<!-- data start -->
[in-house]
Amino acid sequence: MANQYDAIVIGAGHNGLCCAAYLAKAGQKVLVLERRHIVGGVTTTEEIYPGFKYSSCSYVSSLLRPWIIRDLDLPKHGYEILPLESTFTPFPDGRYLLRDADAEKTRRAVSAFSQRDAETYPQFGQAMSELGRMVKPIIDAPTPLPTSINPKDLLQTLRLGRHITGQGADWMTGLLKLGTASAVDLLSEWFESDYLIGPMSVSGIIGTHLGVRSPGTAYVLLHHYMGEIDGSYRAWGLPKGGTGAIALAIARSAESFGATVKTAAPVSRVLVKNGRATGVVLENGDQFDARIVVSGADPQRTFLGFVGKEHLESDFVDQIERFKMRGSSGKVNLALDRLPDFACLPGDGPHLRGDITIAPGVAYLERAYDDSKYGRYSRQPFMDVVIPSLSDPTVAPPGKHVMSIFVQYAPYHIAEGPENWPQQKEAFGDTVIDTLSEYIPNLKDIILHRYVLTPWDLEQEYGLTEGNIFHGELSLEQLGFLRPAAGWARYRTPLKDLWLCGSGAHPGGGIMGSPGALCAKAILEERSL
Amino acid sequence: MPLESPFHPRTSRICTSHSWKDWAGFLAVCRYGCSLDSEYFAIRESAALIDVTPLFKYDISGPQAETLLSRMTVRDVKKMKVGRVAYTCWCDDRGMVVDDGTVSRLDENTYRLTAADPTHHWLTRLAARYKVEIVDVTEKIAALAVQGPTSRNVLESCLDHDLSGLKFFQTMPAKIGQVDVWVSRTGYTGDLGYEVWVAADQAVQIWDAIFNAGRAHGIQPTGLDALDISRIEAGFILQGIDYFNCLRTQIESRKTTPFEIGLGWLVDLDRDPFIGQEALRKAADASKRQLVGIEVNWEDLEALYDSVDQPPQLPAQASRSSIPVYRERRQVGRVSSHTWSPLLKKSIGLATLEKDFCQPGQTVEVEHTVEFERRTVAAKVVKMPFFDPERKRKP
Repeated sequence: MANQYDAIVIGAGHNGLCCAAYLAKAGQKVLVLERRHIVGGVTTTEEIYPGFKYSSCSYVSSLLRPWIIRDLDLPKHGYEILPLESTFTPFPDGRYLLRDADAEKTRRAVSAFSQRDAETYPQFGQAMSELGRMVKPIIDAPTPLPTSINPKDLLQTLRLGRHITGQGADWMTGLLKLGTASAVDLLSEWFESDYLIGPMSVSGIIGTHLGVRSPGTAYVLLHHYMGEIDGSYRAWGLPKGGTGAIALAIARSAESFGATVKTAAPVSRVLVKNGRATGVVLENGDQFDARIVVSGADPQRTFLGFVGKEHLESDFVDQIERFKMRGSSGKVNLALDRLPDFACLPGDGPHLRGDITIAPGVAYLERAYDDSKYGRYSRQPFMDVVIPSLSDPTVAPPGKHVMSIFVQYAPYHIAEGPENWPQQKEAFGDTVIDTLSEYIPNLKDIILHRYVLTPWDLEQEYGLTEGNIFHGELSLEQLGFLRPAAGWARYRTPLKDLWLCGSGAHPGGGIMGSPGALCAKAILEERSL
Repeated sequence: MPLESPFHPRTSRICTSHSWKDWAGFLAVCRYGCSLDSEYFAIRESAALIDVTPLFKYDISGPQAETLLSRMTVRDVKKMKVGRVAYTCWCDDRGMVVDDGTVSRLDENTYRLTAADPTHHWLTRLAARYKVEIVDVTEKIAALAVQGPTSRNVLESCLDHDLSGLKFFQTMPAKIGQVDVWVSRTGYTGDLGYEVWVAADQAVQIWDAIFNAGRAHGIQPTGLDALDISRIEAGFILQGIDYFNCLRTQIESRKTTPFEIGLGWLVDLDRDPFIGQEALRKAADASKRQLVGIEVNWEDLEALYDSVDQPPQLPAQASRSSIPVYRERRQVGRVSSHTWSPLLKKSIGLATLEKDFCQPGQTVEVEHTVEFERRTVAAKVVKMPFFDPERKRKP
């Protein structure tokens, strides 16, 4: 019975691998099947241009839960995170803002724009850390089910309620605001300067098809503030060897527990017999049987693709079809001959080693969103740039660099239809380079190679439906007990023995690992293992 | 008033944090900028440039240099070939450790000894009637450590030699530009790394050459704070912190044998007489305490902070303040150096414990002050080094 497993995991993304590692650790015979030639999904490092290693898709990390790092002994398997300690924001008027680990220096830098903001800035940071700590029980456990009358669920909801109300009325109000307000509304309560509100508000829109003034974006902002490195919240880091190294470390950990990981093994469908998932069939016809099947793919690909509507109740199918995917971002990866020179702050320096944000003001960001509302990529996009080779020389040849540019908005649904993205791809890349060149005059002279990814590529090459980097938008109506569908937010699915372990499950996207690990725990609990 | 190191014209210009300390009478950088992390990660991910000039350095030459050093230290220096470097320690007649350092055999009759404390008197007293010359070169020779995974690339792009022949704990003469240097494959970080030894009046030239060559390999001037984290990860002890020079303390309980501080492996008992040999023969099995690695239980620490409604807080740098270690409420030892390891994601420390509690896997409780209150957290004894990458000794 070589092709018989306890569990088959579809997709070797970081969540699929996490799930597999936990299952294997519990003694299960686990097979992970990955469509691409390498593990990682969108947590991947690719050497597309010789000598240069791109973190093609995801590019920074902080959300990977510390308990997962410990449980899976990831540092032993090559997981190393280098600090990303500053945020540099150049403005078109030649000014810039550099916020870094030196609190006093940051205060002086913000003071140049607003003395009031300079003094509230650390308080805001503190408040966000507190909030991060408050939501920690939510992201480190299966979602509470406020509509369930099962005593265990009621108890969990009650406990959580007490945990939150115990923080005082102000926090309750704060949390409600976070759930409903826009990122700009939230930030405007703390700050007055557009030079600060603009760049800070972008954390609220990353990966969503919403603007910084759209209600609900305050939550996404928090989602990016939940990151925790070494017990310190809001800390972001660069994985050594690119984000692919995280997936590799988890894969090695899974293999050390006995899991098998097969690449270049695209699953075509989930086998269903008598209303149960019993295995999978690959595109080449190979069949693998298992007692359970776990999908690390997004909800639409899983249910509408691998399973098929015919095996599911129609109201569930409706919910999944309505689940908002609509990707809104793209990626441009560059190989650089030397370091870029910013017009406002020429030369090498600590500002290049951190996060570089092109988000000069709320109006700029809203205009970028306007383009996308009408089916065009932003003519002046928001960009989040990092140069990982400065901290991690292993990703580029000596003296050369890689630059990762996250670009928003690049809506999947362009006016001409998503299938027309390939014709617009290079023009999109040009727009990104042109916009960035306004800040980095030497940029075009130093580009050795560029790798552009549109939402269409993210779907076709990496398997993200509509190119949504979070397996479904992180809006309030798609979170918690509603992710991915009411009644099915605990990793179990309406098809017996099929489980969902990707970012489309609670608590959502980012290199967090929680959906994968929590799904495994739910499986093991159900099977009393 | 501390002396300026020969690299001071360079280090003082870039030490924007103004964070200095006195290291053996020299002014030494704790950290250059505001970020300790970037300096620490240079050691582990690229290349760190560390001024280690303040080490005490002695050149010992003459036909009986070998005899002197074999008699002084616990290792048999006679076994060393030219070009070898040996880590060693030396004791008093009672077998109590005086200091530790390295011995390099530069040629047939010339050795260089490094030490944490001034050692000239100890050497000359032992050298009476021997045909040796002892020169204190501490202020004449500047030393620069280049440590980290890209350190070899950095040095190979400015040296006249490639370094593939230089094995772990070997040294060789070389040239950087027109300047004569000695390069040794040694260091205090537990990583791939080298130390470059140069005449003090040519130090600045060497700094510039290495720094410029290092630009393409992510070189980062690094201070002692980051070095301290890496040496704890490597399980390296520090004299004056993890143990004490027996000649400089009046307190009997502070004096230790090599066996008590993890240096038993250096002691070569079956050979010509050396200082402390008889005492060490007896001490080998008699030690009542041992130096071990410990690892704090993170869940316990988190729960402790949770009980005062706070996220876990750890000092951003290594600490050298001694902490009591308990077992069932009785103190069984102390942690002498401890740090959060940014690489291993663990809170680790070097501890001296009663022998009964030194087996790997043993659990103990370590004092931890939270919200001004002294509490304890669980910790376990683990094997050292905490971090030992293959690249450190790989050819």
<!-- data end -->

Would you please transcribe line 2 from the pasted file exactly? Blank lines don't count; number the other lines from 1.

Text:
Amino acid sequence: MANQYDAIVIGAGHNGLCCAAYLAKAGQKVLVLERRHIVGGVTTTEEIYPGFKYSSCSYVSSLLRPWIIRDLDLPKHGYEILPLESTFTPFPDGRYLLRDADAEKTRRAVSAFSQRDAETYPQFGQAMSELGRMVKPIIDAPTPLPTSINPKDLLQTLRLGRHITGQGADWMTGLLKLGTASAVDLLSEWFESDYLIGPMSVSGIIGTHLGVRSPGTAYVLLHHYMGEIDGSYRAWGLPKGGTGAIALAIARSAESFGATVKTAAPVSRVLVKNGRATGVVLENGDQFDARIVVSGADPQRTFLGFVGKEHLESDFVDQIERFKMRGSSGKVNLALDRLPDFACLPGDGPHLRGDITIAPGVAYLERAYDDSKYGRYSRQPFMDVVIPSLSDPTVAPPGKHVMSIFVQYAPYHIAEGPENWPQQKEAFGDTVIDTLSEYIPNLKDIILHRYVLTPWDLEQEYGLTEGNIFHGELSLEQLGFLRPAAGWARYRTPLKDLWLCGSGAHPGGGIMGSPGALCAKAILEERSL